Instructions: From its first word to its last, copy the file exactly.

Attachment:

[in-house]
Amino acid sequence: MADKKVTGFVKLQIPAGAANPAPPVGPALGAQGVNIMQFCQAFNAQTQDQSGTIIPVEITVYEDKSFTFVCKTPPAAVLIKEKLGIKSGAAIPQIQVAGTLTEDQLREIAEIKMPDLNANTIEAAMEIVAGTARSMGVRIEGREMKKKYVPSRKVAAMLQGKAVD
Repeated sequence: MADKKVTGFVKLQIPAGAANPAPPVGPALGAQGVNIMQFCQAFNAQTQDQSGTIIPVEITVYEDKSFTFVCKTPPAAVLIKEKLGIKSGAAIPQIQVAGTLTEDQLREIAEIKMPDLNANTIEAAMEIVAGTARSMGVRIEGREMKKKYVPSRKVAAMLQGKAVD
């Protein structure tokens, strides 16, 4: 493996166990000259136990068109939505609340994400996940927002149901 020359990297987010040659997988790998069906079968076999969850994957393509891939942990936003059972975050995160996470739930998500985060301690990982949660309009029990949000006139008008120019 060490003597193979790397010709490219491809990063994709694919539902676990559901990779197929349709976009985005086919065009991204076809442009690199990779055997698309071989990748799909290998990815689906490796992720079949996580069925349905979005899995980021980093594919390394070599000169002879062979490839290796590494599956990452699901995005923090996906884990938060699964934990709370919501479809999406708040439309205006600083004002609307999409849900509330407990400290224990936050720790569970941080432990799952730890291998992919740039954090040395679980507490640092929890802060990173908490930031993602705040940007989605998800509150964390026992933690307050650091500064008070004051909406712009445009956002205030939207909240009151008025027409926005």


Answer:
[in-house]
Amino acid sequence: MADKKVTGFVKLQIPAGAANPAPPVGPALGAQGVNIMQFCQAFNAQTQDQSGTIIPVEITVYEDKSFTFVCKTPPAAVLIKEKLGIKSGAAIPQIQVAGTLTEDQLREIAEIKMPDLNANTIEAAMEIVAGTARSMGVRIEGREMKKKYVPSRKVAAMLQGKAVD
Repeated sequence: MADKKVTGFVKLQIPAGAANPAPPVGPALGAQGVNIMQFCQAFNAQTQDQSGTIIPVEITVYEDKSFTFVCKTPPAAVLIKEKLGIKSGAAIPQIQVAGTLTEDQLREIAEIKMPDLNANTIEAAMEIVAGTARSMGVRIEGREMKKKYVPSRKVAAMLQGKAVD
């Protein structure tokens, strides 16, 4: 493996166990000259136990068109939505609340994400996940927002149901 020359990297987010040659997988790998069906079968076999969850994957393509891939942990936003059972975050995160996470739930998500985060301690990982949660309009029990949000006139008008120019 060490003597193979790397010709490219491809990063994709694919539902676990559901990779197929349709976009985005086919065009991204076809442009690199990779055997698309071989990748799909290998990815689906490796992720079949996580069925349905979005899995980021980093594919390394070599000169002879062979490839290796590494599956990452699901995005923090996906884990938060699964934990709370919501479809999406708040439309205006600083004002609307999409849900509330407990400290224990936050720790569970941080432990799952730890291998992919740039954090040395679980507490640092929890802060990173908490930031993602705040940007989605998800509150964390026992933690307050650091500064008070004051909406712009445009956002205030939207909240009151008025027409926005």